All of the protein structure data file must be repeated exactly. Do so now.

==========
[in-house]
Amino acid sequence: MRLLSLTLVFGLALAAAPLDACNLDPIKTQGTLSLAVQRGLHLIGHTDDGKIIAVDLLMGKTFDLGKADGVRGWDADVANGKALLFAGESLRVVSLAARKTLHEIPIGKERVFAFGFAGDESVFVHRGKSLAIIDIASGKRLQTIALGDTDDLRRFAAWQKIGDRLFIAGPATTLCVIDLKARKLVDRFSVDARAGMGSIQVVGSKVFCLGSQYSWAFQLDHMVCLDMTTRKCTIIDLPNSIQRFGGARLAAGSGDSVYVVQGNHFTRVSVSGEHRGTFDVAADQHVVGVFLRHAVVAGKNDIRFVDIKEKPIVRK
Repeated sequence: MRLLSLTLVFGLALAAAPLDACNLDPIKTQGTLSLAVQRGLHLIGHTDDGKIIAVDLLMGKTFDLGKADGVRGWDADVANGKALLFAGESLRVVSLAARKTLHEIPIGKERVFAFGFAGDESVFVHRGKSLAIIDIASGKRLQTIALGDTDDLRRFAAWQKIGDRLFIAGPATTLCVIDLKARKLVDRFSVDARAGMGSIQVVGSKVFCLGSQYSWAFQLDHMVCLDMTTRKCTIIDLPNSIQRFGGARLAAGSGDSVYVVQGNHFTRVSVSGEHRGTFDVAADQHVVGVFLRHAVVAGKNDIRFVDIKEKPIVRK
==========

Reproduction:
[in-house]
Amino acid sequence: MRLLSLTLVFGLALAAAPLDACNLDPIKTQGTLSLAVQRGLHLIGHTDDGKIIAVDLLMGKTFDLGKADGVRGWDADVANGKALLFAGESLRVVSLAARKTLHEIPIGKERVFAFGFAGDESVFVHRGKSLAIIDIASGKRLQTIALGDTDDLRRFAAWQKIGDRLFIAGPATTLCVIDLKARKLVDRFSVDARAGMGSIQVVGSKVFCLGSQYSWAFQLDHMVCLDMTTRKCTIIDLPNSIQRFGGARLAAGSGDSVYVVQGNHFTRVSVSGEHRGTFDVAADQHVVGVFLRHAVVAGKNDIRFVDIKEKPIVRK
Repeated sequence: MRLLSLTLVFGLALAAAPLDACNLDPIKTQGTLSLAVQRGLHLIGHTDDGKIIAVDLLMGKTFDLGKADGVRGWDADVANGKALLFAGESLRVVSLAARKTLHEIPIGKERVFAFGFAGDESVFVHRGKSLAIIDIASGKRLQTIALGDTDDLRRFAAWQKIGDRLFIAGPATTLCVIDLKARKLVDRFSVDARAGMGSIQVVGSKVFCLGSQYSWAFQLDHMVCLDMTTRKCTIIDLPNSIQRFGGARLAAGSGDSVYVVQGNHFTRVSVSGEHRGTFDVAADQHVVGVFLRHAVVAGKNDIRFVDIKEKPIVRK